For the 破坏社会秩序 part, the Chinese allows the interpretation that 辱骂 by itself is a means of doing so (a possibility ChinaLawTranslate turned into a certainty in its translation). But in this case, they might have an independent base which may explain why he was picked when the witness, a Mr. M (马某), was not, though he used to put up similar posts.
The court’s use of 破坏社会秩序 (sabotaging social order) does not help us choose between subparagraph (2) and subparagraph (4), because it appears in the chapeau of Article 293 as a general requirement for the crime under any of the four prongs.
It would seem Mr. Luo impersonated Mr. M when putting up his “insulting” pictures. In addition to the base wrongness of impersonation, in China such pictures risk both legal and social (from “patriots”) liability. If, for example, Mr. M got hit by administrative or criminal sanctions for the acts of Mr. Luo, there would be a clear perversion of justice that would harm social order. It would also conform with a layman’s plaintext read of 情节恶劣.
Perhaps, but that didn’t happen.
So, if you ignore the part all this could be avoided if greater weight was given to the Constitution’s freedom of speech provision, it is at least statutorily defensible.
For the public part, it’s not part of the 293(2) definition. Second, as a matter of fact, Chinese do find their way to Twitter, including Mr. M (who claimed he had a never-used registration which was later deleted). Third, the matter of law is actually interesting because as far as I know, Chinese legislation (including subordinate) does not impose an obligation to refrain from viewing Twitter. If you can access Twitter in China without VPN (or other “get-around” tools), you are not liable.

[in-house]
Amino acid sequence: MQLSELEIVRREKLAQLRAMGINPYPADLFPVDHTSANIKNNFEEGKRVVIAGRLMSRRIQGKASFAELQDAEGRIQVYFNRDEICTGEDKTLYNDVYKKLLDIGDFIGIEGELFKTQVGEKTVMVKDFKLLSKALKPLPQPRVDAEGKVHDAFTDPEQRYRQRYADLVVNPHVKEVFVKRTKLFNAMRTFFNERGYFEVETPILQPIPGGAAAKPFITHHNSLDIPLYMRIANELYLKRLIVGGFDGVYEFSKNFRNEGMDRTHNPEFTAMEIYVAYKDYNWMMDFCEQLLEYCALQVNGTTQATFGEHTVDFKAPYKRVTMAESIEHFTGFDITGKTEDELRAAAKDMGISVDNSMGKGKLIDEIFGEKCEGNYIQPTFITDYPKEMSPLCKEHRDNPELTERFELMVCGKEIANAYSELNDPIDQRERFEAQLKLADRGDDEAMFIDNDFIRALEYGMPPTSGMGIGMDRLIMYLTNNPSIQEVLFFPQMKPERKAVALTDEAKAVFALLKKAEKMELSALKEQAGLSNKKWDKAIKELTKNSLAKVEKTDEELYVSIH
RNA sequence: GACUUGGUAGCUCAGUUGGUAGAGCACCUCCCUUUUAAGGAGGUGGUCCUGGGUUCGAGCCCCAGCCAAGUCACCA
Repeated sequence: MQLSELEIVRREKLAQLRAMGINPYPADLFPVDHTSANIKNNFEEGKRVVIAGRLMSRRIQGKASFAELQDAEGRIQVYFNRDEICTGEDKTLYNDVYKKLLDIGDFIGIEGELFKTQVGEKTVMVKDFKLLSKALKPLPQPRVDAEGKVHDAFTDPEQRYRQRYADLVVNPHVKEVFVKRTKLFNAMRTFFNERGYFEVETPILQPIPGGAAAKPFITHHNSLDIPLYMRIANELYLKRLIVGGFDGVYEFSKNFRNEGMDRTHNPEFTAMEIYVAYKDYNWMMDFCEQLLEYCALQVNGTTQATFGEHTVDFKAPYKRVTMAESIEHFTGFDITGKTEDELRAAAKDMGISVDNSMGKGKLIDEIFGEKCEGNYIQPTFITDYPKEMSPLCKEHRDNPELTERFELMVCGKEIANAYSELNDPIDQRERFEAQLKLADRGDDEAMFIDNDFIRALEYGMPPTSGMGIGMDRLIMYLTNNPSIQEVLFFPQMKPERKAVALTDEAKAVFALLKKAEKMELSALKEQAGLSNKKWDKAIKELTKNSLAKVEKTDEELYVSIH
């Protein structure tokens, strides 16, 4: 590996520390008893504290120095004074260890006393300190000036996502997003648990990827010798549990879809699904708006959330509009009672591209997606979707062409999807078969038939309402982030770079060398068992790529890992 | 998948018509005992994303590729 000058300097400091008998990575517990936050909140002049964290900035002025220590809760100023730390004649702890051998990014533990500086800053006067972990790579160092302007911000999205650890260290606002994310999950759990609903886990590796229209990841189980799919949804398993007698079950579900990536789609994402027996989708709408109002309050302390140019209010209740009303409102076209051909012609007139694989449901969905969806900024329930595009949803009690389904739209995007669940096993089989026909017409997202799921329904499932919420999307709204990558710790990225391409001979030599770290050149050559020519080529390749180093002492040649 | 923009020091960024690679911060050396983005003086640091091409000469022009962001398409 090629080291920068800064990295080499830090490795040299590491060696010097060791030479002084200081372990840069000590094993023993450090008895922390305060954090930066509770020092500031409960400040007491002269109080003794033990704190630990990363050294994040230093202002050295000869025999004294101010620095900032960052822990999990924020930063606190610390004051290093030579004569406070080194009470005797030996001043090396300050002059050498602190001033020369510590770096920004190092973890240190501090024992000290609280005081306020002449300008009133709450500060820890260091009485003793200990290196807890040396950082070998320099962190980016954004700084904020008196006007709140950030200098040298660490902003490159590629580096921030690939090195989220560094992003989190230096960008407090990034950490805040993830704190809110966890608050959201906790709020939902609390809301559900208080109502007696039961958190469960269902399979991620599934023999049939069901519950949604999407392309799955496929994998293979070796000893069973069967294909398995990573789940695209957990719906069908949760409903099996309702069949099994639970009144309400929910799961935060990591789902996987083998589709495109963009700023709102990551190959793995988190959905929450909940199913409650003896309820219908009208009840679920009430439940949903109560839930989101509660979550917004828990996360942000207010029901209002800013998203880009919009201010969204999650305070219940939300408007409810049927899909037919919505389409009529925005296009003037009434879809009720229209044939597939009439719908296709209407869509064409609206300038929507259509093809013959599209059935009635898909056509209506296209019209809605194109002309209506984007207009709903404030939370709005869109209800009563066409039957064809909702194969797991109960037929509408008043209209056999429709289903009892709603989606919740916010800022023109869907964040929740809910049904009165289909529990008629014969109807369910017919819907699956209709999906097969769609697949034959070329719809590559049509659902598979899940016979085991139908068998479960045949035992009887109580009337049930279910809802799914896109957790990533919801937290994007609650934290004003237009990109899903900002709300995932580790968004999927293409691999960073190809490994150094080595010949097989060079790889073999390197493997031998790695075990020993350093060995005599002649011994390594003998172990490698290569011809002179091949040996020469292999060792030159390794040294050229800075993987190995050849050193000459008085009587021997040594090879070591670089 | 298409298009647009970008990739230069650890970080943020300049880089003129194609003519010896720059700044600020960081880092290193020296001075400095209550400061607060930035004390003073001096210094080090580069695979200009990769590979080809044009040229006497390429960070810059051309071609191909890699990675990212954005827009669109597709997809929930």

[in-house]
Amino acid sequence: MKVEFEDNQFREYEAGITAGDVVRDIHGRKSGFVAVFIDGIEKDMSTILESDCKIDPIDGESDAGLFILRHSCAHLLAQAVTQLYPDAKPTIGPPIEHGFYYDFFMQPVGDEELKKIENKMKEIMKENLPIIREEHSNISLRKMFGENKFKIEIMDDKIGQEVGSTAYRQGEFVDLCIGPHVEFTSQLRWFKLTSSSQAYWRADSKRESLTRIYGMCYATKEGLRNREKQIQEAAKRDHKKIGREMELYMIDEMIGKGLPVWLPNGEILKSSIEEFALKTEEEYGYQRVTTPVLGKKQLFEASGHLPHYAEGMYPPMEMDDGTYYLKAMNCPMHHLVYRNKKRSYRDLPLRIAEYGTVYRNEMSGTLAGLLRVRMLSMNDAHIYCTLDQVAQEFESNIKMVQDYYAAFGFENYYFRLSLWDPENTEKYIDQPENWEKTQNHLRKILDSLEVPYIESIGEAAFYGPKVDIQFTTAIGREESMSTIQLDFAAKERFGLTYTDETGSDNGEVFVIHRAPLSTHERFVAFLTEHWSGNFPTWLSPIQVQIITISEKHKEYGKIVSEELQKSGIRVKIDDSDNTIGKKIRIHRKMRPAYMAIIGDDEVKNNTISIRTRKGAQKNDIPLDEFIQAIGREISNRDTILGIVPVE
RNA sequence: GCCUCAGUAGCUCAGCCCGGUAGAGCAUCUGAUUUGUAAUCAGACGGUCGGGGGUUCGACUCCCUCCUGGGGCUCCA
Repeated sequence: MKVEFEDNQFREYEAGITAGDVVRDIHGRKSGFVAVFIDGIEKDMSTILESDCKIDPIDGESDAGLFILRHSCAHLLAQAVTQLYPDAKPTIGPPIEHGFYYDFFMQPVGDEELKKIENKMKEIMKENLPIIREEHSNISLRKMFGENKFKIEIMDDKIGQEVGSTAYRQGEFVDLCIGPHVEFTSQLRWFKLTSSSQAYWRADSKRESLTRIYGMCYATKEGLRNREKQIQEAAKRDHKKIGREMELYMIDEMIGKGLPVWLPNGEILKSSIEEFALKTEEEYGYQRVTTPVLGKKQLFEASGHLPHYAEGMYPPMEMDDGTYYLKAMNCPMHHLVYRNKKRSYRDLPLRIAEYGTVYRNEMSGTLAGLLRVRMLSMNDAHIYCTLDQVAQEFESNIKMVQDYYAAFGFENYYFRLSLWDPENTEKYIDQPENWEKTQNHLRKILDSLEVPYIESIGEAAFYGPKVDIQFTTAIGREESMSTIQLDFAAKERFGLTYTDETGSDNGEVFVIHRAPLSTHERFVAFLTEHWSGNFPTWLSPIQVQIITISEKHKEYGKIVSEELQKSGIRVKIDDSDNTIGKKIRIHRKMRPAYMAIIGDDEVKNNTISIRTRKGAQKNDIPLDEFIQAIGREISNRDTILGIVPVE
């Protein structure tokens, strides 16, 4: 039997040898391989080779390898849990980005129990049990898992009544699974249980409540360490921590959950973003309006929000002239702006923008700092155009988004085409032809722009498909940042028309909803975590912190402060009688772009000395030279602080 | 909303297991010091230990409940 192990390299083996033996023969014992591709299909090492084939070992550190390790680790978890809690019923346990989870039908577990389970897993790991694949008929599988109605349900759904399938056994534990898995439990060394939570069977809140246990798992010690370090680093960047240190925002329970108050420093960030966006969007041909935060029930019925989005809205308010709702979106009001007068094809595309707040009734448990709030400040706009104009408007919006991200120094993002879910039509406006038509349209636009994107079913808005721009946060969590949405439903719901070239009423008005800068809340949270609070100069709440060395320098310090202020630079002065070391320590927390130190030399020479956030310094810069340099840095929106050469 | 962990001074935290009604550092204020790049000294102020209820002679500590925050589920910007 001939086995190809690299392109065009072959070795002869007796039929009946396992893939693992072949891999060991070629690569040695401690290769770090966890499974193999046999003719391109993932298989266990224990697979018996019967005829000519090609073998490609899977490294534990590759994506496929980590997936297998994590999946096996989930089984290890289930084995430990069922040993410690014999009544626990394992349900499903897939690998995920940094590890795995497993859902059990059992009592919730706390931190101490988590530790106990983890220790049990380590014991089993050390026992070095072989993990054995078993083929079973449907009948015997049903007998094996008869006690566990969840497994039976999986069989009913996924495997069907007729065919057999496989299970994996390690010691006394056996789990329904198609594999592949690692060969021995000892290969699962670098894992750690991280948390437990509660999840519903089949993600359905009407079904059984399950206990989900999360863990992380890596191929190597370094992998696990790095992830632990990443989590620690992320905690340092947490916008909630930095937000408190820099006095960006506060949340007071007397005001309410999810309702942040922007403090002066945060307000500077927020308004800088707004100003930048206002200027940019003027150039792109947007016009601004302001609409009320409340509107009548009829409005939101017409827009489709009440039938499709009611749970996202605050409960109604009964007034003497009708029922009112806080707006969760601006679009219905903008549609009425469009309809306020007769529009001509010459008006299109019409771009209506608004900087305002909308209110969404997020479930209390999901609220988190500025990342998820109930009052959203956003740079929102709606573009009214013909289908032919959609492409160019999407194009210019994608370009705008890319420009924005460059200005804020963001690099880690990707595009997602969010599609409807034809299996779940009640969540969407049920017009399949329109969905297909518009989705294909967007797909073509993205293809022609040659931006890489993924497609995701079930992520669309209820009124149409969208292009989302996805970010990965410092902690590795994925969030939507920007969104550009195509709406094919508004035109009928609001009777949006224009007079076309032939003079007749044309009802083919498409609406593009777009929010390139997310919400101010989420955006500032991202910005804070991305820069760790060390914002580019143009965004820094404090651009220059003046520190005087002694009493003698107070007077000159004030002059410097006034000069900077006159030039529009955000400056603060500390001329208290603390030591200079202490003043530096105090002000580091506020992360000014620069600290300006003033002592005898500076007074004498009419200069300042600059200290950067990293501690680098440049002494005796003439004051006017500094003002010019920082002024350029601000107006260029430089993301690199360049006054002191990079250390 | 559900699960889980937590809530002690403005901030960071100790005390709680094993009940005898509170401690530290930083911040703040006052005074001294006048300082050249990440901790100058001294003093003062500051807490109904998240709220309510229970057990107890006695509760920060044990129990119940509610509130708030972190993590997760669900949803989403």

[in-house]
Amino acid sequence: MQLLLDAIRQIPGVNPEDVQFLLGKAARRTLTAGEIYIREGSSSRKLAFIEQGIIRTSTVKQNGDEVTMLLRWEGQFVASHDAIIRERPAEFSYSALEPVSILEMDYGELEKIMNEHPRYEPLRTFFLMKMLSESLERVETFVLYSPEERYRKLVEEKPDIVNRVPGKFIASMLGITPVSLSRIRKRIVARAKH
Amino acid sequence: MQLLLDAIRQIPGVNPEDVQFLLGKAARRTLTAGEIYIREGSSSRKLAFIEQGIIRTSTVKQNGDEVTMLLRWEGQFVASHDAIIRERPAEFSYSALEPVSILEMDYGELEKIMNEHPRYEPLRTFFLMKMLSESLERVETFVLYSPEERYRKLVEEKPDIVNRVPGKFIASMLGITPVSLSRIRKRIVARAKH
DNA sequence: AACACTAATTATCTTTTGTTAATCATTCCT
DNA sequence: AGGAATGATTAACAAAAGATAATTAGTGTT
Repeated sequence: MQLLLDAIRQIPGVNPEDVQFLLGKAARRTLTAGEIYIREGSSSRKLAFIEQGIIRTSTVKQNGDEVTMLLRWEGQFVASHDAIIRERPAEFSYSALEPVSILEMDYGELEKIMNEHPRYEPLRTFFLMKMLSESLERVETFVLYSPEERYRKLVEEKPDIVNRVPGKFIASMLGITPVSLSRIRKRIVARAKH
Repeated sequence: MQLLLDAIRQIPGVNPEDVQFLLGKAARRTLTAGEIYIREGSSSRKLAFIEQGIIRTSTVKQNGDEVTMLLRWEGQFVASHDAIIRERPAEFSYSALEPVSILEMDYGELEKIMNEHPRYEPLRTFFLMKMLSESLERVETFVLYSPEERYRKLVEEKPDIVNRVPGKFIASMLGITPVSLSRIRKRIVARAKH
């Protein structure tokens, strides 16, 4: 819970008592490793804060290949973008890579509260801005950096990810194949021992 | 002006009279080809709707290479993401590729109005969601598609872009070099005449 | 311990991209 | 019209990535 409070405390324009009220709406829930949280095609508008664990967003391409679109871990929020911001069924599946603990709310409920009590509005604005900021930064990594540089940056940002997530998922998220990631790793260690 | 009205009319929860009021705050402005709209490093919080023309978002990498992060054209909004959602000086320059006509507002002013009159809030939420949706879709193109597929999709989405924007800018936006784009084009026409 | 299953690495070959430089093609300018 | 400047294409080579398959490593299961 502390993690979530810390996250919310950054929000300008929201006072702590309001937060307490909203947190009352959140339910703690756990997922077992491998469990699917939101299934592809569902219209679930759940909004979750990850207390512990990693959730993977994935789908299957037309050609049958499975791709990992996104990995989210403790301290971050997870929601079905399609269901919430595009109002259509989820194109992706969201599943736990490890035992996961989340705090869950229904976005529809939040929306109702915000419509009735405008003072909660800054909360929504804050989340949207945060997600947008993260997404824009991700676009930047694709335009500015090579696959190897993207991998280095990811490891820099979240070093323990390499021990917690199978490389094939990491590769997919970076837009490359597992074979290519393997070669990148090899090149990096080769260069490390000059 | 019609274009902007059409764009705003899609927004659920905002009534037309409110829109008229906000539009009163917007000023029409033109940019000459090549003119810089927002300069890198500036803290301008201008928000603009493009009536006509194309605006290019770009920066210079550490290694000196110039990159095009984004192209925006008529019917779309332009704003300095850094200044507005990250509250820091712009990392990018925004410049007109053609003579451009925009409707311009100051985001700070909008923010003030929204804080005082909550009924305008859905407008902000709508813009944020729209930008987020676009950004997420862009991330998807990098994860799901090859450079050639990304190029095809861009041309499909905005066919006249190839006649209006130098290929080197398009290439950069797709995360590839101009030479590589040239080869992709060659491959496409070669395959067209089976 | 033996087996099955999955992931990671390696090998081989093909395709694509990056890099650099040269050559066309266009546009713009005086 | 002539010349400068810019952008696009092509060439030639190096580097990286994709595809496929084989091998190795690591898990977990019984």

Chinese administrative law concepts are heavily based on German-Japanese theories. Since there is no obligation yet the Great Firewall acts to prevent you from doing so, its action is one of 即時強制 (immediate enforcement, in German Unmittelbarer Zwang). The administrative body is allowed to take direct action, but you are not under obligation. So, is Twitter a public space in Chinese law (you are under no obligation to not go there … the State just seems to make it hard for you to do so)?
I agree that it is not per se an offense under Chinese law to go onto Twitter. Otherwise Hu Xijin and many Chinese diplomats would be punishable. And some Chinese inside of China manage to do it. But not many. So my argument still stands: it seems quite a stretch for the Chinese government to label as a public space a part of the internet that it strives mightily, and largely successfully, to keep the Chinese public out of.
For the final dissent, the point of double punishment is obvious but since public security offenses are a variant of administrative offence, and they are designed for quick play by non-legal professionals (police, in this case), for “either-way” offenses the chance of an honest misjudgment in fact or law is there.
While a certain restraint might be expected, if serious “mistakes” can’t be corrected, then the logical outcome is that suspects of either-way offenses will be held in criminal detention while the authorities cogitate on which one they want.
Further, if there are legal flaws in the public security punishment in the first place, what may have happened is that the punishment was technically invalidated on review. In any case, the judge took care to count it towards his criminal sentence, so at least in effect he wasn’t actually punished twice.
I agree with the last point. In theory, of course, there is a difficulty caused by the fact that the criminal sentence was not imposed in ignorance of the administrative sentence. If in some Platonic world, we could say he objectively “deserved” a sentence of six months less ten days, then he has been punished twice. But I think in this case Kazuaki’s take is correct as a practical matter.
Finally, we would have none of this confusion if the court would do its job as a legal institution and tell us under which precise prong of Article 293 Luo was convicted instead of being so vague.